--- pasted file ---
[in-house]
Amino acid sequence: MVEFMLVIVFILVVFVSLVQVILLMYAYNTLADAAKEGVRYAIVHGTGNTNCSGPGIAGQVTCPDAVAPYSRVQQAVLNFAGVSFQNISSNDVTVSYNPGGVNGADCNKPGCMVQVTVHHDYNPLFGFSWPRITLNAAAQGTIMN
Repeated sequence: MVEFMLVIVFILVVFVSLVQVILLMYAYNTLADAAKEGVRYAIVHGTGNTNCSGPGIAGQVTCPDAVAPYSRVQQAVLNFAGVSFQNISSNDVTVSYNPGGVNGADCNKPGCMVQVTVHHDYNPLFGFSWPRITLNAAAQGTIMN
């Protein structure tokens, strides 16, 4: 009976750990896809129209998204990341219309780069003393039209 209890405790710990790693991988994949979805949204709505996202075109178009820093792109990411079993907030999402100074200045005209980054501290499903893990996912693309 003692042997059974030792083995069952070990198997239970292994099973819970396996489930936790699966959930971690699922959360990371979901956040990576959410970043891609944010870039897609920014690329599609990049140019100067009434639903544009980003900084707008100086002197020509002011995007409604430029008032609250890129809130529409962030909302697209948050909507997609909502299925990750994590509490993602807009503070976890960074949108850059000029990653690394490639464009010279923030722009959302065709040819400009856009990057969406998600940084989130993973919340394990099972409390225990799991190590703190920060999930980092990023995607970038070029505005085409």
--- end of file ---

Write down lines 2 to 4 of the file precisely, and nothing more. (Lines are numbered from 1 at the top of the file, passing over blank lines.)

Amino acid sequence: MVEFMLVIVFILVVFVSLVQVILLMYAYNTLADAAKEGVRYAIVHGTGNTNCSGPGIAGQVTCPDAVAPYSRVQQAVLNFAGVSFQNISSNDVTVSYNPGGVNGADCNKPGCMVQVTVHHDYNPLFGFSWPRITLNAAAQGTIMN
Repeated sequence: MVEFMLVIVFILVVFVSLVQVILLMYAYNTLADAAKEGVRYAIVHGTGNTNCSGPGIAGQVTCPDAVAPYSRVQQAVLNFAGVSFQNISSNDVTVSYNPGGVNGADCNKPGCMVQVTVHHDYNPLFGFSWPRITLNAAAQGTIMN
């Protein structure tokens, strides 16, 4: 009976750990896809129209998204990341219309780069003393039209 209890405790710990790693991988994949979805949204709505996202075109178009820093792109990411079993907030999402100074200045005209980054501290499903893990996912693309 003692042997059974030792083995069952070990198997239970292994099973819970396996489930936790699966959930971690699922959360990371979901956040990576959410970043891609944010870039897609920014690329599609990049140019100067009434639903544009980003900084707008100086002197020509002011995007409604430029008032609250890129809130529409962030909302697209948050909507997609909502299925990750994590509490993602807009503070976890960074949108850059000029990653690394490639464009010279923030722009959302065709040819400009856009990057969406998600940084989130993973919340394990099972409390225990799991190590703190920060999930980092990023995607970038070029505005085409």